Burnside Takes the Lower Bridge
From National Park Service OnLine Books – Antietam Handbook
During the morning of the 17th, Confederate observers on the ridge north of Sharpsburg had spotted masses of Federals moving southward
beyond Antietam Creek. These were the four divisions of Burnside's IX Corps concentrating for the attack on the Lower Bridge.
Topography at the Lower Bridge heavily favored the few hundred Georgia men who defended it under the leadership of Brig. Gen. Robert
Toombs. The road approaching the east end of the bridge swings on a course paralleling that of Antietam Creek; in the last few hundred
yards before reaching the bridge, the road plunges into a funnel-like depression between the opposing bluffs of the creek. Toombs'
men were in rifle pits on the west bluff overlooking the bridge and the approach road.
Because of faulty reconnaissance, Burnside did not know that fords were nearby where his men could have waded across the stream. Instead,
the Federal plan of attack forced the advancing columns to pile into this funnel and storm across the bridge.
Soon after 9 a.m., the Federal divisions began to assault the bridge. One after another, their gallant charges were broken by deadly
short-range fire from Toombs' Georgians. By noon, when the agony at the Sunken Road was reaching its highest pitch, and despite repeated
orders from McClellan to get across Antietam Creek at all costs, the bottleneck at the bridge was still unbroken.
Meanwhile, Brig. Gen. Isaac Rodman's Union division had moved slowly downstream from the bridge in search of a crossing. Rounding a
sharp bend in the creek, nearly a mile south, scouts came upon shallow water at Snavely's Ford. Late in the morning Rodman crossed
the stream and began to drive against the right flank of the Georgians guarding the bridge. About the same time, Col. George Crook's
scouts located a ford a few hundred yards above the bridge; there he sent his brigade across. Capt. Seth J. Simonds' battery was placed
in position to command the bridge.
At 1 p.m., the defending Confederates saw a sudden stir across Antietam Creek. Two regiments, the 51st New York and the 51st Pennsylvania,
marched swiftly out from the cover of the wooded hill and charged for the bridge. Supported now by converging artillery fire, they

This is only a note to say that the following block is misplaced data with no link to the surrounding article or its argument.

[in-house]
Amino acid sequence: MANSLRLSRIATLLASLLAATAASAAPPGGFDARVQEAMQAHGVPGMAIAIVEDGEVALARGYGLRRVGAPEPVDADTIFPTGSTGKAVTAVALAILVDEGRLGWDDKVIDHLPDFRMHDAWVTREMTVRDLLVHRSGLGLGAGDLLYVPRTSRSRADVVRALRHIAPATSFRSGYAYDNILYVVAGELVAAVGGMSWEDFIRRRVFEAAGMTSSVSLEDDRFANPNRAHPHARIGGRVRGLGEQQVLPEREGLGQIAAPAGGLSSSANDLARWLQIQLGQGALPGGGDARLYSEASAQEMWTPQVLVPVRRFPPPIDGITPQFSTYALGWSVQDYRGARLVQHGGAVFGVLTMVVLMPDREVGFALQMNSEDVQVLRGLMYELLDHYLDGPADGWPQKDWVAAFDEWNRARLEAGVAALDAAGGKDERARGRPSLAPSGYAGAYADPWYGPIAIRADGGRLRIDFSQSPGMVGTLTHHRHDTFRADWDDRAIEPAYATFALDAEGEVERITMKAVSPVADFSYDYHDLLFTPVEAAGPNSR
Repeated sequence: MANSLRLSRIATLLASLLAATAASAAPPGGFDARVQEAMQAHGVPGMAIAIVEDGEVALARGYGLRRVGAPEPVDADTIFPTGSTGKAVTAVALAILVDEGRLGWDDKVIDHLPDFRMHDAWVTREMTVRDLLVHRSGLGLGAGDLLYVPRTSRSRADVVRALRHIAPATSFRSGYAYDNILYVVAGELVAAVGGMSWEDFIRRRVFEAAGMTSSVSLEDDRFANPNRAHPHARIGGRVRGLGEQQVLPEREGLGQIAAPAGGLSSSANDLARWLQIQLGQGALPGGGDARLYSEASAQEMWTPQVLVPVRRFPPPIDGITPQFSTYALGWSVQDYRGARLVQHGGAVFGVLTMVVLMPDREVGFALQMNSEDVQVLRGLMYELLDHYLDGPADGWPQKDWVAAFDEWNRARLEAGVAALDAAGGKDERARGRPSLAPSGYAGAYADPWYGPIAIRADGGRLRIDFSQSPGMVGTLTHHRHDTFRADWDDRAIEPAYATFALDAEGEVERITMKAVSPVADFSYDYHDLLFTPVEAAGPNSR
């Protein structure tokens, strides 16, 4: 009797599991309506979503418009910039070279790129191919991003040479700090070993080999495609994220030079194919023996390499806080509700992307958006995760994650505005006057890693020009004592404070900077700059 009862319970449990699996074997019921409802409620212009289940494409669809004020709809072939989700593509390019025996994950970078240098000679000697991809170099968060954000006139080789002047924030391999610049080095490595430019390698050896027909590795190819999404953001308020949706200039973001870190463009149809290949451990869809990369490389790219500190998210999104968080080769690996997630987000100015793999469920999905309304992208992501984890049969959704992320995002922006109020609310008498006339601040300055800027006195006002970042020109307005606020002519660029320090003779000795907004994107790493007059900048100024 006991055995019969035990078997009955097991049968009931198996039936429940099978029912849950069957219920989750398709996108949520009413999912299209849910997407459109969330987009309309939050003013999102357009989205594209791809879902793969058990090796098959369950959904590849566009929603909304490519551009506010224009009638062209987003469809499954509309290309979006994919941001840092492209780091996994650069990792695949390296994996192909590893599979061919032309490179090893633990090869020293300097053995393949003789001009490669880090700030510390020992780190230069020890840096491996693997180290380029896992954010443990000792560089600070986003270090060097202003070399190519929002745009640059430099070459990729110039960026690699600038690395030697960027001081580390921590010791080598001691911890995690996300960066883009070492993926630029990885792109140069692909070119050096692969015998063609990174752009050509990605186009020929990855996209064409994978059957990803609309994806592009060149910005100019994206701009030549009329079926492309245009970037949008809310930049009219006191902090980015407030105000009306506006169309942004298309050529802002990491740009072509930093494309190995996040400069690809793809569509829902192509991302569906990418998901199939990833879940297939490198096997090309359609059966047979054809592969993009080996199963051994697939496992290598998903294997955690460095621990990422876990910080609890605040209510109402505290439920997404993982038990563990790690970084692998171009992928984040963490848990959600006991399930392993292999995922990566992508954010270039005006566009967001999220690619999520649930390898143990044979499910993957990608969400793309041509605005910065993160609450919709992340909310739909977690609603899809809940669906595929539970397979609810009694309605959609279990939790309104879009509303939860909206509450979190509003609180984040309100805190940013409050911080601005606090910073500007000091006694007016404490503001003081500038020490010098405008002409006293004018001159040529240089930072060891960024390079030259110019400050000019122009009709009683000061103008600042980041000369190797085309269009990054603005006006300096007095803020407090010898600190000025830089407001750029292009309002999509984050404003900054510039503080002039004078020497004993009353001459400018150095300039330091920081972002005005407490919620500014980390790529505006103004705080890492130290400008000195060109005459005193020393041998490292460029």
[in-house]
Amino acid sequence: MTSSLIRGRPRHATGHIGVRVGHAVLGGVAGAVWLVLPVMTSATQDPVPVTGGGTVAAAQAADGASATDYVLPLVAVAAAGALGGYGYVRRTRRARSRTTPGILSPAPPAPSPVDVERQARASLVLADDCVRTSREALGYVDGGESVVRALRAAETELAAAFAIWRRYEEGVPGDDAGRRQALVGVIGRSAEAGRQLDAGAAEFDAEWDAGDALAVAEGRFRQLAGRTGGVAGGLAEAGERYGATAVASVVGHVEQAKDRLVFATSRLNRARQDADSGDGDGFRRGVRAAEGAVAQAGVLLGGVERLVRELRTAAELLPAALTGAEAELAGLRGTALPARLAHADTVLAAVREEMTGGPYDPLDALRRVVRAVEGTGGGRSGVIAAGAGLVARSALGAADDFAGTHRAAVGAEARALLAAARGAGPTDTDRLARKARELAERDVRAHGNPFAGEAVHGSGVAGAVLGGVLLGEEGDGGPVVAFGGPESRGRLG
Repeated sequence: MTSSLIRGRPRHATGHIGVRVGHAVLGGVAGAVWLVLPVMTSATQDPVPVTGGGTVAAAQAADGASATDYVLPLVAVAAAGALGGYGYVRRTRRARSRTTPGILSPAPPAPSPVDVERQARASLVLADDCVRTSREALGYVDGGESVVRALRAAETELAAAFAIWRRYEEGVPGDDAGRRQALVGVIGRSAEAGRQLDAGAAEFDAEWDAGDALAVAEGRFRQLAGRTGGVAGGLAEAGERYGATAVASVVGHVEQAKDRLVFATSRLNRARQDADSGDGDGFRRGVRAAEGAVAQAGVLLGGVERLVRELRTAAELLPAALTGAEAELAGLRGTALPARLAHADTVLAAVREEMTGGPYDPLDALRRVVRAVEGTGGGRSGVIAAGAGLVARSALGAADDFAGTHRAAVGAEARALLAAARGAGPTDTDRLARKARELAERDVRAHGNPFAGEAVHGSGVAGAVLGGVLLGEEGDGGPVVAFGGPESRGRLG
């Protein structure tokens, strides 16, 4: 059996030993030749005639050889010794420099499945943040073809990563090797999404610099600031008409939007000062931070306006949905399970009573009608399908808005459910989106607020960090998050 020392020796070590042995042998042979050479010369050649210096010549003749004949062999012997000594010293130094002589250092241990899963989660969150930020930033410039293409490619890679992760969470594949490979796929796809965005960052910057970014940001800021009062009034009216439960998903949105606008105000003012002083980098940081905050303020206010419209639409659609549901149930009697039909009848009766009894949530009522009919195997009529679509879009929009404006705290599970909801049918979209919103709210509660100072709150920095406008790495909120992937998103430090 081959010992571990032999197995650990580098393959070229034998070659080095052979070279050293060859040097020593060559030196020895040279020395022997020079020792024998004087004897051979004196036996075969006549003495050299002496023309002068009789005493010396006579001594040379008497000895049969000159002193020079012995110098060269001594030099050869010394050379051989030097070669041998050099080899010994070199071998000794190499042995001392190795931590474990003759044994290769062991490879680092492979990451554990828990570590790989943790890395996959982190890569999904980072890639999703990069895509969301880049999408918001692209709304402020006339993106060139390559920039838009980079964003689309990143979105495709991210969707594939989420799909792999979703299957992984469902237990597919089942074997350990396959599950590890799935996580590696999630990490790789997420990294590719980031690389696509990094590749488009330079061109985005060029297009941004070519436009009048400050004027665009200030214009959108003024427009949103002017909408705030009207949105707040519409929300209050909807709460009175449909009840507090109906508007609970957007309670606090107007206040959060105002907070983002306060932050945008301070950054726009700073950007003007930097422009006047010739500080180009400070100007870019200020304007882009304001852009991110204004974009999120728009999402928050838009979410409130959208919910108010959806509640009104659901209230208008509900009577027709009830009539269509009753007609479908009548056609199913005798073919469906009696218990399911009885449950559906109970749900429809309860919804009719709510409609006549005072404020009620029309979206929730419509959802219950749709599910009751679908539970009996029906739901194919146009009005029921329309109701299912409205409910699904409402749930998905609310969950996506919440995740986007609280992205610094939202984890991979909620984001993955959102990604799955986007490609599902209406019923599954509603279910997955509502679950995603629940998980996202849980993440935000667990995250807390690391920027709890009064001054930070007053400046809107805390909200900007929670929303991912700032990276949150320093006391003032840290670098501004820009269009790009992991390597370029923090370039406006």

quickly formed into columns and were over the bridge before Confederate artillery could halt them. Soon a wide gap split the Confederate
defense. Masses of Federal troops poured across the bridge while Rodman and Crook hammered the Confederate flanks. Burnside's men
had gained the west bank of the creek.
But again there was fateful delay as Burnside paused to reorganize. By the time he was ready to drive the Southern defenders from the
ridge in his front, 2 critical hours had passed.
Close to 3 p.m., the mighty Federal line moved slowly up the hill toward Sharpsburg, then gained momentum. "The movement of the dark
column," related an observer, "with arms and banners glittering in the sun, following the double line of skirmishers, dashing forward
at a trot, loading and firing alternately as they moved, was one of the most brilliant and exciting exhibitions of the day."
First brushing aside the depleted ranks in the rifle pits above the bridge, the Federals struck D. R. Jones' four lonely brigades on
the hills southeast of Sharpsburg—whence every other Confederate infantry unit had been withdrawn to reinforce the line to the north.
Unable to stem the massive Federal attack, Jones' men were driven back toward the town.
To halt the Federal tide, Lee shifted all available artillery south ward. By 4 p.m., however, the Federals were approaching the village
itself; only a half mile lay between them and Lee's line of retreat to the Potomac. Disaster seemed at hand for Lee's decimated force.
A. P. Hill Turns the Tide